# what does it mean when there are two brackets in a set [duplicate]

I have a problem that I don't under because I don't know what the answer is because there are two lots of brackets in D B n D when B = {6,7,8,9} when D = {{6,7},6,4}

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## marked as duplicate by Asaf Karagila, Dan Rust, Lord_Farin, SHOBHIT GAUTAM, Cameron BuieNov 9 '13 at 16:37

$B\cap D=\{6\}$

Because in B are the elements 6,7,8 and 9. To D belongs the elements $\{6,7\}$,6 and 4.

Note that in the set D is the additional set $\{6,7\}$ as an element. Do not misunderstand that with the set $D'=\{6,7,6,4\}=\{6,7,4\}$

The intersect of two sets contains all elements which are in both sets. And this is only the 6.

Does that make sense to you?

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yes i think so, so in set D you ignore the first 6 and the 7 – user106594 Nov 9 '13 at 15:22
Ignore is maybe a wrong word for it. It is simply that the set \{6,7\} is an element of D. You have to view this as one object. You could write $D=\{A,6,4\}$ where $A=\{6,7\}$. And the element A is not in B. – user105916 Nov 9 '13 at 15:26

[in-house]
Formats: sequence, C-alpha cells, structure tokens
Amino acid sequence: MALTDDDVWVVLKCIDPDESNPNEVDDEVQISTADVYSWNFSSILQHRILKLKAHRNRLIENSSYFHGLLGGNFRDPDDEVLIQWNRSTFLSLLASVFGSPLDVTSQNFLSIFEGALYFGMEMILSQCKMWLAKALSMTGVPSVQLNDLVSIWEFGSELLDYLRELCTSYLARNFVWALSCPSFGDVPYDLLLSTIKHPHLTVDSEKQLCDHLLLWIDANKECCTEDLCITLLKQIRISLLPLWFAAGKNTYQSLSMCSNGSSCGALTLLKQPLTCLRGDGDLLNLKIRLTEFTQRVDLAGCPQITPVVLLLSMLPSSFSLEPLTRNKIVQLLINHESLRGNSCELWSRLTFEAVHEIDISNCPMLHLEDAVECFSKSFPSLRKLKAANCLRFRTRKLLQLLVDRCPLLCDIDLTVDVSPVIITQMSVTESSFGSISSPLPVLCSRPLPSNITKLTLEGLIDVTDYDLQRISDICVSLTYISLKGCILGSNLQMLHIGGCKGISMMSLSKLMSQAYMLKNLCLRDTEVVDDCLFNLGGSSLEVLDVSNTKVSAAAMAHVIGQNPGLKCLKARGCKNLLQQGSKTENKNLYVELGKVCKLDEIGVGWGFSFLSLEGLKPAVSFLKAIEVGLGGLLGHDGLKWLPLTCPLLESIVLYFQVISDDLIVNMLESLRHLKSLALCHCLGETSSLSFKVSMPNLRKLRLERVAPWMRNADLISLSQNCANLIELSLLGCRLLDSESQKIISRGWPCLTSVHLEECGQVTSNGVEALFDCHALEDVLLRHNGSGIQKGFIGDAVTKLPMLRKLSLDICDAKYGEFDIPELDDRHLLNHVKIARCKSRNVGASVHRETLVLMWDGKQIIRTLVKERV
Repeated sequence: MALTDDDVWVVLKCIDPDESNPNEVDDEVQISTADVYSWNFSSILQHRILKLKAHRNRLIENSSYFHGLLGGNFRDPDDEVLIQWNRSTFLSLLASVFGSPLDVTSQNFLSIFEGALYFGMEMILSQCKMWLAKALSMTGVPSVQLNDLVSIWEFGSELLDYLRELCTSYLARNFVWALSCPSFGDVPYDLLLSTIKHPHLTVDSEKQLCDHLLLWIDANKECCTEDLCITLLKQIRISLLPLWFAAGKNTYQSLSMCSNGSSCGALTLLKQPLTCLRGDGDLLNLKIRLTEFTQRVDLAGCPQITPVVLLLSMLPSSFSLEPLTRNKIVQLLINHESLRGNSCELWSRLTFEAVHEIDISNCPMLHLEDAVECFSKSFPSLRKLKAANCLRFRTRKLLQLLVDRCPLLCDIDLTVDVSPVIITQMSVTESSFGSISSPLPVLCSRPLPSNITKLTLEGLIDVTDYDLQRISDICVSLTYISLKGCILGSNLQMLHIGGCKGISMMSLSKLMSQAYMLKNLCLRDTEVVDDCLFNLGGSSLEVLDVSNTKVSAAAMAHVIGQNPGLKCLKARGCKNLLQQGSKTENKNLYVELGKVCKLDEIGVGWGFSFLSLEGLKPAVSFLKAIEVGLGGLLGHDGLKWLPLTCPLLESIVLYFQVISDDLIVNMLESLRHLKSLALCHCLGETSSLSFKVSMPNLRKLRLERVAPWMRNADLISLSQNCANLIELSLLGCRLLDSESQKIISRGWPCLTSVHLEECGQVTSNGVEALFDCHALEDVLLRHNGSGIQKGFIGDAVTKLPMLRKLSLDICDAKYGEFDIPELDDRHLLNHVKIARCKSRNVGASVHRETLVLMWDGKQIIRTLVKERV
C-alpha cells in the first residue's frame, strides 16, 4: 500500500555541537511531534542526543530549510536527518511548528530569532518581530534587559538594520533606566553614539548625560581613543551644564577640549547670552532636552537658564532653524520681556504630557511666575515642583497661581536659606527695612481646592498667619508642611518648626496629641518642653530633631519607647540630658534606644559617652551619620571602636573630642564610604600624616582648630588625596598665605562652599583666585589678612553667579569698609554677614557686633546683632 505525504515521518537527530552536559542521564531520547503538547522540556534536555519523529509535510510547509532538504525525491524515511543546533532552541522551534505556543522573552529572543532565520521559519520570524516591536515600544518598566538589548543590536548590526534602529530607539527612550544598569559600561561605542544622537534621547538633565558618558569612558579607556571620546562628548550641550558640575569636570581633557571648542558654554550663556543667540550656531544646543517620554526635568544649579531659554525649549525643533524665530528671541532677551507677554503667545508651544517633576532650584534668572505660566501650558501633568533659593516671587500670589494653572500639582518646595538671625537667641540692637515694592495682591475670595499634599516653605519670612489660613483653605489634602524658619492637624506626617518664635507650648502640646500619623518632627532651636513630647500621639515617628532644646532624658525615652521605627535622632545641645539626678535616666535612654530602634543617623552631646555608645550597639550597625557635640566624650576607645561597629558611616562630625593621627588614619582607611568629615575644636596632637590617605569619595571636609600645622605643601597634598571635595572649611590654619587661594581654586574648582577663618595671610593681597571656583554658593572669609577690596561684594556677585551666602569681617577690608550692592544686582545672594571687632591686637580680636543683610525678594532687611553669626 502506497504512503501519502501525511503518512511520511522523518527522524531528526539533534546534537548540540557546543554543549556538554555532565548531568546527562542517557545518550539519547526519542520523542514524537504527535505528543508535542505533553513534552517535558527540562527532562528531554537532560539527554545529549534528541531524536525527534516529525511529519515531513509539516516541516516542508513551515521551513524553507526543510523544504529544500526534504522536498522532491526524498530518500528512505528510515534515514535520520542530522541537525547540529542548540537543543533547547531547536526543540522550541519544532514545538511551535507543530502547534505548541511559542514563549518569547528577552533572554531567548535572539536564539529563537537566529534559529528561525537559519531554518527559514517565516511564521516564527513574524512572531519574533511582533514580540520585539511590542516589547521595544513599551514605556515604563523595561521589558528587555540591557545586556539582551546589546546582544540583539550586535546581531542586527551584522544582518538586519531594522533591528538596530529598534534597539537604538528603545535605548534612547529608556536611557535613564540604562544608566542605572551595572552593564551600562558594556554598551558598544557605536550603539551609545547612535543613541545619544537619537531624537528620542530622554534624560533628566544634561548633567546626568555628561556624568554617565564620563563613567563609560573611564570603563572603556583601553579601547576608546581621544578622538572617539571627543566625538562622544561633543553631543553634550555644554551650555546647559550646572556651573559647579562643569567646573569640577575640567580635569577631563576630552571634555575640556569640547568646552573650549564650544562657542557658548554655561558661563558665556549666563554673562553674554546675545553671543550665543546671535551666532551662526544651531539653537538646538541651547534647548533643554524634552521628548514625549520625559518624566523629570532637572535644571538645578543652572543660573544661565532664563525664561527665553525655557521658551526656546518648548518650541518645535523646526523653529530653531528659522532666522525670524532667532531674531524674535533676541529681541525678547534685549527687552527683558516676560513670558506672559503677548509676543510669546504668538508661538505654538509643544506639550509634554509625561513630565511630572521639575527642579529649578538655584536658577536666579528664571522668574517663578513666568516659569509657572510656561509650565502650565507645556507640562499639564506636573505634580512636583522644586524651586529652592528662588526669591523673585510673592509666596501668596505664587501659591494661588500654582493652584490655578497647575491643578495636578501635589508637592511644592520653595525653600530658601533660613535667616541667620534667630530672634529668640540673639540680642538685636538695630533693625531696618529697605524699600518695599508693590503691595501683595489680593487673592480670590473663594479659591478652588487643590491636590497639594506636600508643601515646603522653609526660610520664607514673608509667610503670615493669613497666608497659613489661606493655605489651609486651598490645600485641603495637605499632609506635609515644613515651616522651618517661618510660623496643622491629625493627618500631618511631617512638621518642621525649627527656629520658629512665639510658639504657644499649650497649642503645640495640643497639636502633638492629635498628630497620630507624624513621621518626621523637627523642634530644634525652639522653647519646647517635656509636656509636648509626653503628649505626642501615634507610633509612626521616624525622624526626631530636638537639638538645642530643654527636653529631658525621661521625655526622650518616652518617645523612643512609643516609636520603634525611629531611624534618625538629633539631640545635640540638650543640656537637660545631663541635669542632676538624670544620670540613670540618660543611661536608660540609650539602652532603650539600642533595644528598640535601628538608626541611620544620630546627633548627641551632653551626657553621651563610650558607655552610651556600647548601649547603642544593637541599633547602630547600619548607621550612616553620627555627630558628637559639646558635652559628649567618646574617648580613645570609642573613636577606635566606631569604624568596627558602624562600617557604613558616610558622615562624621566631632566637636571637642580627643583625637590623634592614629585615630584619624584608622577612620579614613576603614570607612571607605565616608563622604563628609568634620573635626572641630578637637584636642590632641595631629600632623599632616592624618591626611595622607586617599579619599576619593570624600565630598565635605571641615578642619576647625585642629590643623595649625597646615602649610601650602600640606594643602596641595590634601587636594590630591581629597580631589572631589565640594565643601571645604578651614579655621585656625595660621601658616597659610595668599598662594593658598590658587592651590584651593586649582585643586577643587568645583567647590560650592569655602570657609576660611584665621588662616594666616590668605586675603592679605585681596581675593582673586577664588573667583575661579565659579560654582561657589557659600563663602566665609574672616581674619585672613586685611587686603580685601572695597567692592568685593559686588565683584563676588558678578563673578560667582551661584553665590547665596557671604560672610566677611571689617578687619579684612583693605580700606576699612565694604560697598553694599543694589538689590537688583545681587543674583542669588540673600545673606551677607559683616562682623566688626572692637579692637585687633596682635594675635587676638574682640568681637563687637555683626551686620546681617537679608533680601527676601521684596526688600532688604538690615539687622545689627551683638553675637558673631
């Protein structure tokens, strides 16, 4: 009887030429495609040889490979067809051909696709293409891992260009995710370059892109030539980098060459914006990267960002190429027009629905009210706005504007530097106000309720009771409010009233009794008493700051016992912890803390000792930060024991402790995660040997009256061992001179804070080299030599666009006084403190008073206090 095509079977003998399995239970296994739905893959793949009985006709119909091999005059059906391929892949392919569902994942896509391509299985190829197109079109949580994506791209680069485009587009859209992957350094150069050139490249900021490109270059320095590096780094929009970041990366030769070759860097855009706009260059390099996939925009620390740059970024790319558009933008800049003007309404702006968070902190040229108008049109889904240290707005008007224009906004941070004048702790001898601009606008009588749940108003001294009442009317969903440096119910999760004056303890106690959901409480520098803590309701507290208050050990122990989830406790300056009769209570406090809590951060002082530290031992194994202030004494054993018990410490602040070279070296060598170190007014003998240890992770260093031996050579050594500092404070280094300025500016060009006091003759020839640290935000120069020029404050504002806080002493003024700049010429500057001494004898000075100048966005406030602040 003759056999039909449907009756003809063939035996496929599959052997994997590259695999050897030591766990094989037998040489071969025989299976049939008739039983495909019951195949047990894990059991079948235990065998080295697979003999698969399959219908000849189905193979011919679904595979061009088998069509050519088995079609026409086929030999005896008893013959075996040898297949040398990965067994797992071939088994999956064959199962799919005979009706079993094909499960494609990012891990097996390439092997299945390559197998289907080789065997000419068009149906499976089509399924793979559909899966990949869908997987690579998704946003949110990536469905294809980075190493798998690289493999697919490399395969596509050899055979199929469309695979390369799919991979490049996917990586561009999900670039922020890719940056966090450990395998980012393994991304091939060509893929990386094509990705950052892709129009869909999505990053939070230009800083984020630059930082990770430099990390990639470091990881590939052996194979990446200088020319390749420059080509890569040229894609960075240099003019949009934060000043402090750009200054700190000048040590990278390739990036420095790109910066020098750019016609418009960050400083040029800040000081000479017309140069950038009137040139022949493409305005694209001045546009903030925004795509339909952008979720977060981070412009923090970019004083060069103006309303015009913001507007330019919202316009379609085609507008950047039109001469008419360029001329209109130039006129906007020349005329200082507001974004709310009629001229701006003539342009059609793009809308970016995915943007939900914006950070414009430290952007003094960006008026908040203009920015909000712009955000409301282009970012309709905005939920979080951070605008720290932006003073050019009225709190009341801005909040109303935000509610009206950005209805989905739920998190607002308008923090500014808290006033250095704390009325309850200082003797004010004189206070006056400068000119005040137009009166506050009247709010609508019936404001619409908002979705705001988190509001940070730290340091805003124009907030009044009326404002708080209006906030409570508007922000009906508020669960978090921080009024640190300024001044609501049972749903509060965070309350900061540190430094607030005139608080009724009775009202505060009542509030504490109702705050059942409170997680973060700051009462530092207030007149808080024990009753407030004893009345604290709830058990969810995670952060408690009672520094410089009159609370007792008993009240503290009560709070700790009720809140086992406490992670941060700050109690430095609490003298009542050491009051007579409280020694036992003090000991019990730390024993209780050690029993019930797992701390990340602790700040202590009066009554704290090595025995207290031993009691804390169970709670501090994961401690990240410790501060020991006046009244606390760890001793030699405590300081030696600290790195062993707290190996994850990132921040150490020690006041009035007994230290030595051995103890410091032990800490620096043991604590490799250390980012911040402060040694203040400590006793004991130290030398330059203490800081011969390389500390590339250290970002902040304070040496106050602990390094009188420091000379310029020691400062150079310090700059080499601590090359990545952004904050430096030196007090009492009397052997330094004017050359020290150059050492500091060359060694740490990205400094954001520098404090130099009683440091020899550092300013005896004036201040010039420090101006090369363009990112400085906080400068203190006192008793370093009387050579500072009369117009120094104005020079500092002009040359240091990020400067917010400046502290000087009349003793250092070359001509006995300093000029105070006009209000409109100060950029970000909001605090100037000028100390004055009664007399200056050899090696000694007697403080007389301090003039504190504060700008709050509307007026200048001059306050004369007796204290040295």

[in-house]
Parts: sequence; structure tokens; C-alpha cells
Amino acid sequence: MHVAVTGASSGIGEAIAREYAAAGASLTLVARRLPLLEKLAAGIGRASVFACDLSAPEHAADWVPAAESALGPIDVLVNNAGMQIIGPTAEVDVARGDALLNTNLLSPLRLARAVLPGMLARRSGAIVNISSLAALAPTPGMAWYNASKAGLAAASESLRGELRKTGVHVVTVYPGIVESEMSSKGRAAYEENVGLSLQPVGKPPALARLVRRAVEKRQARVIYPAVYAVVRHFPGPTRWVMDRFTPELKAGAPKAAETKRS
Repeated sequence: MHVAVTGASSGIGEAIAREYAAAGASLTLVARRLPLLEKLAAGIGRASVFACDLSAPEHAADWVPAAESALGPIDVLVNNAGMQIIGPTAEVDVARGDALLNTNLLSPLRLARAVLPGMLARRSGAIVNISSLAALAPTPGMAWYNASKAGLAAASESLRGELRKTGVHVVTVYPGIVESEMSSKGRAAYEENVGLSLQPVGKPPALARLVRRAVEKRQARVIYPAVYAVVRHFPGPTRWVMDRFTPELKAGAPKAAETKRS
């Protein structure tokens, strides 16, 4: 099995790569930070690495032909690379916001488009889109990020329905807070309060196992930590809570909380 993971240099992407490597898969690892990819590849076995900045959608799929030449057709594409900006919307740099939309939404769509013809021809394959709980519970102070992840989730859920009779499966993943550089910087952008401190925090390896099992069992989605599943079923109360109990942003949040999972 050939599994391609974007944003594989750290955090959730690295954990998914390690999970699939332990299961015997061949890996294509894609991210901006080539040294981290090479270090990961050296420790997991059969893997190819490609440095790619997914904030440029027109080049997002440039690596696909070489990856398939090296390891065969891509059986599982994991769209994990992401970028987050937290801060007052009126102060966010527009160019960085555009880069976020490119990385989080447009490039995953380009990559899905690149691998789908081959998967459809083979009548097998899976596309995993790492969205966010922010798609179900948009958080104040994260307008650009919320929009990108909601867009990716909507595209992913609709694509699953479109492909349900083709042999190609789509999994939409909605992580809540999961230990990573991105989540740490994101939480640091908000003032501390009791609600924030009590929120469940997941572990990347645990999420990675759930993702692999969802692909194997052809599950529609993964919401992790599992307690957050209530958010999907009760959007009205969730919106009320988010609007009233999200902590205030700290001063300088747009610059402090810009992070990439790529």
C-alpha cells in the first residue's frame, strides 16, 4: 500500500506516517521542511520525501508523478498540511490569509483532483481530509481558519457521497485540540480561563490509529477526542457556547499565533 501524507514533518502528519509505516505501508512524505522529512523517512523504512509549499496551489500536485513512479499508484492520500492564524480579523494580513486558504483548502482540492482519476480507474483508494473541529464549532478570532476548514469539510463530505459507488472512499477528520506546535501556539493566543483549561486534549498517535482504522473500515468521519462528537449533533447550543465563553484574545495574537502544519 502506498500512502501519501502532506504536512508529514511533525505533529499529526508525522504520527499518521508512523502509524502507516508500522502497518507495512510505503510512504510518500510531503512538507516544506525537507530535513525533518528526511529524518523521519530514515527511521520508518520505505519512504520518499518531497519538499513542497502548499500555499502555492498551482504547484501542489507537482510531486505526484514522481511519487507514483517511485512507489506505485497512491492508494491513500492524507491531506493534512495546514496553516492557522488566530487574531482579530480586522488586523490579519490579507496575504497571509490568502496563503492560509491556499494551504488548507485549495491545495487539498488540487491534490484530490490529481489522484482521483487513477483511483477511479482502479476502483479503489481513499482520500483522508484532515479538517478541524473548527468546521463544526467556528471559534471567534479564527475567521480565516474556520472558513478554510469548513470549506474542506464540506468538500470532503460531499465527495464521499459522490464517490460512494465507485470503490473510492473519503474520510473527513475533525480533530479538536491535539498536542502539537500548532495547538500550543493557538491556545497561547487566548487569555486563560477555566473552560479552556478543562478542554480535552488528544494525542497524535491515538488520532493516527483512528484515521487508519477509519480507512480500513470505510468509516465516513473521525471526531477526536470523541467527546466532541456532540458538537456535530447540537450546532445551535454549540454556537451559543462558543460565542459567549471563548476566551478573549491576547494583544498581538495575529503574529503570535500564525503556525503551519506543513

it means that the element of a set is again a set, hence in your case the elements of $D$ are numbers $6, 4$ and a set consisting of $6$ and $7$hence $\{6,7\}$

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whats the answer then – user106594 Nov 9 '13 at 15:10
well, what are the common elements of $B$ and $D$ based on what I said? – mm-aops Nov 9 '13 at 15:12
the common elements are 6,7 – user106594 Nov 9 '13 at 15:14
$7$ is not an element of $D$, a set $\{6,7\}$ is an element of $D$ but that's a totaly different object – mm-aops Nov 9 '13 at 15:16
so the answer is 6 then – user106594 Nov 9 '13 at 15:17